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Ummmmm.


Not really a problem for unionized employees at the utility company where I worked for twenty years before leaving in 1999.


Blue collars got double time for any overtime worked after the first 100 hours of overtime per year. You got called to ask if you wanted to work, and were free to refuse if it didn't appeal to you. You got paid a minimum two hours of overtime regardless of how much time you actually worked, and got paid from the time you were called to the time you got back home.


You got paid $12.50 for "dinner money" if you worked three hours or longer, and again for each additional three hours worked. For many years, this was petty cashed and not subject to taxes until the IRS complained.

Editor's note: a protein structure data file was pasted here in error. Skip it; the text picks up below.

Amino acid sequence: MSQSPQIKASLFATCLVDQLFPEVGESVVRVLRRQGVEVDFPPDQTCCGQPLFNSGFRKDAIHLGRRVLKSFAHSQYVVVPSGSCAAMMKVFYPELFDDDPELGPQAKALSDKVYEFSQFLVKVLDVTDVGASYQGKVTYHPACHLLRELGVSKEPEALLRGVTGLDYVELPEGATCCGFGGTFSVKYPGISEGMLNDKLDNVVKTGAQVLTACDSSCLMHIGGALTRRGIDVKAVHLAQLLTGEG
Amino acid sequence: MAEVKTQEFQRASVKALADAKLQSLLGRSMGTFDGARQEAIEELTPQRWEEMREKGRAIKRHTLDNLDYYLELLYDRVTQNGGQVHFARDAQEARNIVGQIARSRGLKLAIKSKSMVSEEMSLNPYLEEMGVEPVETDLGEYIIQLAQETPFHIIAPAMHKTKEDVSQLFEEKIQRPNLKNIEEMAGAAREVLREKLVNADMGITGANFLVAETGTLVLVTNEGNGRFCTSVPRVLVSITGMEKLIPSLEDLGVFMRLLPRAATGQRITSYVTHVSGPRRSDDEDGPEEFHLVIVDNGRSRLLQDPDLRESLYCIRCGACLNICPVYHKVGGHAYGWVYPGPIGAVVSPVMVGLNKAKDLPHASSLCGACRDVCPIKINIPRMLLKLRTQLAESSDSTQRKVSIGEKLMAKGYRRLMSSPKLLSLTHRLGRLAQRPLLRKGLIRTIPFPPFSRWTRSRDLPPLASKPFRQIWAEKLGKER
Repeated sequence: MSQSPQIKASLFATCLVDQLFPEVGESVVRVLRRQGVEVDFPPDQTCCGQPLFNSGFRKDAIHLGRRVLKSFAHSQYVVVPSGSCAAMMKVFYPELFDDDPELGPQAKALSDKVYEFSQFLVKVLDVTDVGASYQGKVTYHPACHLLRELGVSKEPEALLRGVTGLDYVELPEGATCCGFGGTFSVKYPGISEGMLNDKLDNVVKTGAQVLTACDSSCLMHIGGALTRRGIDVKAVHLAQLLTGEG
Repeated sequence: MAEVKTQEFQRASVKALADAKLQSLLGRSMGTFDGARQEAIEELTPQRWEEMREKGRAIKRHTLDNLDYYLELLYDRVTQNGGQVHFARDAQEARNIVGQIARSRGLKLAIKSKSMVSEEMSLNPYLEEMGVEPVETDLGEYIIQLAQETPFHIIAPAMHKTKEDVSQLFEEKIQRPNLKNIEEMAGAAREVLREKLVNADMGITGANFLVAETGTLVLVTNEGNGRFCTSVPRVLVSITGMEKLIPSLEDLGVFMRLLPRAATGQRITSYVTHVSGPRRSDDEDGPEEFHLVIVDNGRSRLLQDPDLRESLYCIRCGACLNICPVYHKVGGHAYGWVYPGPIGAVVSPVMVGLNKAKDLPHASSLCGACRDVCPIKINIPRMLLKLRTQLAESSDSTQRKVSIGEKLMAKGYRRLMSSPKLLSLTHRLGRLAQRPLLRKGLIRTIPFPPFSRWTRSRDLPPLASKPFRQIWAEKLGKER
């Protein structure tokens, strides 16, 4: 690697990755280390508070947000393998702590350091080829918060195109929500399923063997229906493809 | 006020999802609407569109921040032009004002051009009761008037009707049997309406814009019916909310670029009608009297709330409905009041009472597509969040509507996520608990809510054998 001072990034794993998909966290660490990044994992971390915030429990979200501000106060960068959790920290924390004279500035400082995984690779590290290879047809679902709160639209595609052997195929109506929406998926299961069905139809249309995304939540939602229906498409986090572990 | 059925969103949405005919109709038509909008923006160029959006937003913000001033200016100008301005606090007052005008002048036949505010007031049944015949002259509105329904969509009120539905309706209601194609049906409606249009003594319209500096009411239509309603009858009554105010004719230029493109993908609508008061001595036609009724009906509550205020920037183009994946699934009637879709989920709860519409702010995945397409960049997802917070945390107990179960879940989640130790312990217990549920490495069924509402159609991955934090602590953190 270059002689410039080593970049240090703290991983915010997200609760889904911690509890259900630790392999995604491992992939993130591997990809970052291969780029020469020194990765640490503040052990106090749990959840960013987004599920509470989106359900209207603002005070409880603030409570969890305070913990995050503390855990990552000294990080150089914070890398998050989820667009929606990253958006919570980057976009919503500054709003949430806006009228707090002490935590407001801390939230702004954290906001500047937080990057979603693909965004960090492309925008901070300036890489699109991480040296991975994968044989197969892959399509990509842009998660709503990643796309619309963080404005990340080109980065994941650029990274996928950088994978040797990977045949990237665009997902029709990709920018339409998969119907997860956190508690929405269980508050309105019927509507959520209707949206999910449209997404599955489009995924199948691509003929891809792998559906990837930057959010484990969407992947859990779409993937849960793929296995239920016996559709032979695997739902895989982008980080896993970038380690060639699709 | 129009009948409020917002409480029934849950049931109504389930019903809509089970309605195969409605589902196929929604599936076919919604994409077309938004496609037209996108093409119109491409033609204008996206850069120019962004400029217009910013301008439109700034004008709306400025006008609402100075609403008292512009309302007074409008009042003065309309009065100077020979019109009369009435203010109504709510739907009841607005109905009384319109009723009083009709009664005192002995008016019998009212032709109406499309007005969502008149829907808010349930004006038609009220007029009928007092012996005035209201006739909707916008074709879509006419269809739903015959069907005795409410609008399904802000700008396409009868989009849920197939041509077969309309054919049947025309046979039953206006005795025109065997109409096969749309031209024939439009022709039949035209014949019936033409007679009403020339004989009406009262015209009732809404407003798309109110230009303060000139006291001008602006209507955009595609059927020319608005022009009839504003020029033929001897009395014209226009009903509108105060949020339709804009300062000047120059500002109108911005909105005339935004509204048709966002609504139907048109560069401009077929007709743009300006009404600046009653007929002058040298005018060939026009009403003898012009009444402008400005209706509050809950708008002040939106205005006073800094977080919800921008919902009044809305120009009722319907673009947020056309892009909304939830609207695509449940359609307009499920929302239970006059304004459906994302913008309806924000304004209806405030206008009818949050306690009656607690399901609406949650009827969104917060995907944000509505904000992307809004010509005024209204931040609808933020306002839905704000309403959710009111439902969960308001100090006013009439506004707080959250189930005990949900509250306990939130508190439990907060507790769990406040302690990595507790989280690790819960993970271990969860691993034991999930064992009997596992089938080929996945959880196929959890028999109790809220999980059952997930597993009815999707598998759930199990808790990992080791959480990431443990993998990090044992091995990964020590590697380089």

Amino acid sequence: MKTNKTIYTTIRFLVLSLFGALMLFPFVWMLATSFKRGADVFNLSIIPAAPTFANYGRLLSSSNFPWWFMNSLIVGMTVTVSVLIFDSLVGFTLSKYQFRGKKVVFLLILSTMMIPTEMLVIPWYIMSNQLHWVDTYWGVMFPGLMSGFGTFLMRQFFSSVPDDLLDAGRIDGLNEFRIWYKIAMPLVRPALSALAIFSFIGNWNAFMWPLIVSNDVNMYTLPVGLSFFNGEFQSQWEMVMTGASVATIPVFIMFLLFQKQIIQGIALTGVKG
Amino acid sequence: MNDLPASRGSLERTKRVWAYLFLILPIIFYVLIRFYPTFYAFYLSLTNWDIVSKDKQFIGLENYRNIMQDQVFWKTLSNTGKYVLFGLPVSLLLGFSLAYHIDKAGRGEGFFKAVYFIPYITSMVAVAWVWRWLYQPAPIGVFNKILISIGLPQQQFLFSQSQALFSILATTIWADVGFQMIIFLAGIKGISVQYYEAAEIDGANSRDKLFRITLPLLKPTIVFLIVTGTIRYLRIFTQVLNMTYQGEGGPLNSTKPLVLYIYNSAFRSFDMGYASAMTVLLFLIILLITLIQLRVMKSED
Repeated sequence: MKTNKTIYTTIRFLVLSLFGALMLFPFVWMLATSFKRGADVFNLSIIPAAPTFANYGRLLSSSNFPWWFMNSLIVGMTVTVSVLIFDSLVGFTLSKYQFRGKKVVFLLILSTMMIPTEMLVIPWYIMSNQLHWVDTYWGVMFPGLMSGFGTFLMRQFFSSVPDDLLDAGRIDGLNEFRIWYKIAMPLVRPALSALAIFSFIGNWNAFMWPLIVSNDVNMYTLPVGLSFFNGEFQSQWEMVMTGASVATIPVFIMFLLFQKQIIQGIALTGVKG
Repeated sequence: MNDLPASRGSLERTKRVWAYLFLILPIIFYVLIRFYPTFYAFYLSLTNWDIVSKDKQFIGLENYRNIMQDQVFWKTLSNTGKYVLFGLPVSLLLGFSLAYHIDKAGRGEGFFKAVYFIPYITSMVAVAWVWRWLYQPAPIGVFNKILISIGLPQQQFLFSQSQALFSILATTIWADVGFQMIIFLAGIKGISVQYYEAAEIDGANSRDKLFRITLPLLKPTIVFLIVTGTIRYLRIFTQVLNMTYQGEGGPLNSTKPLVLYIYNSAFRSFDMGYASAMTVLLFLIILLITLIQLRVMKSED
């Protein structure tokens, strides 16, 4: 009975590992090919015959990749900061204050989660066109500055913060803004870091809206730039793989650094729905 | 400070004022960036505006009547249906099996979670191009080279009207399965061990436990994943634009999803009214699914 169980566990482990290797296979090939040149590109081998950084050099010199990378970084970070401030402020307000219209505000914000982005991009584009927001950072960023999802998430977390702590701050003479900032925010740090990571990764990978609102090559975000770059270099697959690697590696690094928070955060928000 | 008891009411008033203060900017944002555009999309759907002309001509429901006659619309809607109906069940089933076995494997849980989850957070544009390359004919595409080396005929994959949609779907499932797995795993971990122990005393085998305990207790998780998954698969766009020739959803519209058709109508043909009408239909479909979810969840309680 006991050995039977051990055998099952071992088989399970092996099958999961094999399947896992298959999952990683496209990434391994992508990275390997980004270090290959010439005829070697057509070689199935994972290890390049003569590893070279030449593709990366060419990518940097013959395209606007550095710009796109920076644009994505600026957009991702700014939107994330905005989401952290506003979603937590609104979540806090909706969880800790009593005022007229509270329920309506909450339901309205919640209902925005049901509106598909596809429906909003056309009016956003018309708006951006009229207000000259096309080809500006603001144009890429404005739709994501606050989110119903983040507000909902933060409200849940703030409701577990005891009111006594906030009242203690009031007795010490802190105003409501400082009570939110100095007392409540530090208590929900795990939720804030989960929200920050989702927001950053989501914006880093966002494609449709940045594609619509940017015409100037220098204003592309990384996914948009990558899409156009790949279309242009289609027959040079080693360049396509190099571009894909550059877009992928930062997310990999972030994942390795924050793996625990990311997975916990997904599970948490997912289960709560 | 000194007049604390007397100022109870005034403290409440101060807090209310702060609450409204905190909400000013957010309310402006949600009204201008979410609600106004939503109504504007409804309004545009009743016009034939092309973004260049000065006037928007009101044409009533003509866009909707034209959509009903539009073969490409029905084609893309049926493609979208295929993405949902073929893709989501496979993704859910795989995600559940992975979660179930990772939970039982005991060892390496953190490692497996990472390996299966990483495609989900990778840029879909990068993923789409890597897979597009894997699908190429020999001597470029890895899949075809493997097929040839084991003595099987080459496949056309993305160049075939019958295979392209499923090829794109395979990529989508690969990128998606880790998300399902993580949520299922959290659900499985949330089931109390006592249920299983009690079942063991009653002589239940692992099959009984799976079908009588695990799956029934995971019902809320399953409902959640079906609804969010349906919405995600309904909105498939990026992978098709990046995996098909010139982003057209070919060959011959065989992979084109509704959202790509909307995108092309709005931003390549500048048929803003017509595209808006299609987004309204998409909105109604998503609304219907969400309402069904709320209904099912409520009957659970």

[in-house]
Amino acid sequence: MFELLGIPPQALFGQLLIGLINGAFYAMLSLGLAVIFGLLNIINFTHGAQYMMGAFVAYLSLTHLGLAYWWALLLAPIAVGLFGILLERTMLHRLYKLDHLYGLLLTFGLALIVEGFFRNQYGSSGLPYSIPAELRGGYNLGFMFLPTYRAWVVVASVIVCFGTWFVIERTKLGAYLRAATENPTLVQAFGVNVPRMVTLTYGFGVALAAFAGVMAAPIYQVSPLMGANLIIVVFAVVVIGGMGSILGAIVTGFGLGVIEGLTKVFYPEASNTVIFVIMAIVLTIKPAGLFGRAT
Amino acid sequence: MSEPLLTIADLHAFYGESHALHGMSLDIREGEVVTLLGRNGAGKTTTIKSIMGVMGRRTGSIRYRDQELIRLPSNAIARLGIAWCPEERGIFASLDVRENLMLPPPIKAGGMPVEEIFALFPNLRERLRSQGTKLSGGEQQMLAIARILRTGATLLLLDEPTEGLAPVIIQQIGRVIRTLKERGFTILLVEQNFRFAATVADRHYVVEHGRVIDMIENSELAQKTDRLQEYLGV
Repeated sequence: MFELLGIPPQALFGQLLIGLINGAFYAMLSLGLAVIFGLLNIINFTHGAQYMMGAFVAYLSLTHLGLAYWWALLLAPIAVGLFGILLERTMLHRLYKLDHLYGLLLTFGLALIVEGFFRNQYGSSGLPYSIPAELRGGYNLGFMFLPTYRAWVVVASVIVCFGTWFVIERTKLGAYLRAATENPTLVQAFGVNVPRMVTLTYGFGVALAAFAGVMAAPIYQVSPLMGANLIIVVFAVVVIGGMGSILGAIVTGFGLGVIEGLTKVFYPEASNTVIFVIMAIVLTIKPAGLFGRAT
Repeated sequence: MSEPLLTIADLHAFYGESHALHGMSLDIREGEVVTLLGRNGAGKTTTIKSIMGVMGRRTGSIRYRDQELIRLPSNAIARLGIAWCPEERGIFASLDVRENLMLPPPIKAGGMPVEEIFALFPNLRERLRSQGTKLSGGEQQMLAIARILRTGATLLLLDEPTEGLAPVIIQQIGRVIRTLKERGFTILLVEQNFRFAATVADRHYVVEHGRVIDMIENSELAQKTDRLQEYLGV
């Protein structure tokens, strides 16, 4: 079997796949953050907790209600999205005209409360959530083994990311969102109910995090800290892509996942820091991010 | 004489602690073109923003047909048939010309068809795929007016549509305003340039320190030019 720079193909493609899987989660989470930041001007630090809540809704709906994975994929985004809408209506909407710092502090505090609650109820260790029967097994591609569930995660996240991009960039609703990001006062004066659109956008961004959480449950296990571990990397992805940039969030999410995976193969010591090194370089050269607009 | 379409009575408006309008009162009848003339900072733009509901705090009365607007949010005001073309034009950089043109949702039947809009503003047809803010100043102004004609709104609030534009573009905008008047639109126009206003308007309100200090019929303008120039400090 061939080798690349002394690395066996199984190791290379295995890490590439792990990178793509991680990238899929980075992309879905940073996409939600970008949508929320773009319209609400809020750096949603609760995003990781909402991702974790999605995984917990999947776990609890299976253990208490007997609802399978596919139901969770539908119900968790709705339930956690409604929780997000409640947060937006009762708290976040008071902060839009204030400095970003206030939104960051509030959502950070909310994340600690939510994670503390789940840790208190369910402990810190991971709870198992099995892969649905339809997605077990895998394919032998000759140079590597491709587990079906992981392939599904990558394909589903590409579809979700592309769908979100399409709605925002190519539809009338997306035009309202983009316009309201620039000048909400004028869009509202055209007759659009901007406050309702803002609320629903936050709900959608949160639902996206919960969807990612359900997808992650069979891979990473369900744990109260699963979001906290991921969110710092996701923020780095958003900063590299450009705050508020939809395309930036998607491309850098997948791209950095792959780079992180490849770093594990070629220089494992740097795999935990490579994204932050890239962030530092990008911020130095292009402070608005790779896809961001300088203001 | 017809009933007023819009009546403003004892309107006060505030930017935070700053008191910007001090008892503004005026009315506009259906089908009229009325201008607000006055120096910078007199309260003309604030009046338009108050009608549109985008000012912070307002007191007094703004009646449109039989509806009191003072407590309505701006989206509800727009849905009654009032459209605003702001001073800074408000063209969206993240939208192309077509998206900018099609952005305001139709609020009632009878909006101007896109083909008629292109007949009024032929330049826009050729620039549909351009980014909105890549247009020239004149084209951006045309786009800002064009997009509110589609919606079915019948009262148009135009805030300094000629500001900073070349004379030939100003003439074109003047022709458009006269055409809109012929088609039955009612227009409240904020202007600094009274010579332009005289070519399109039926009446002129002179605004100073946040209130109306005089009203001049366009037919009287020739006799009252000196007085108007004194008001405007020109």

If you worked most of the night, you were routinely excused from working the next day, but got paid for that time not worked.



Some people never worked overtime, a goodly number worked as much time as they could get. Company Vice Presidents were known to complain the blue collars were making more money than they were, and some no doubt were, making from $100,000-$150,000.


When a utility needs unscheduled work done, it can be a pretty desperate matter, and often is a matter of importance for customers who have no service. It may be that the company agreed to generous payments in order to insure that when they called, people would turn out. If so, they got what they paid for, since people did turn out and sometimes might work for days on end during storms or construction disasters to remedy hazards to the public and restore service to customers.


No doubt a lot of white collars are saving themselves the cost of union dues, though.



Seattle Pioneer
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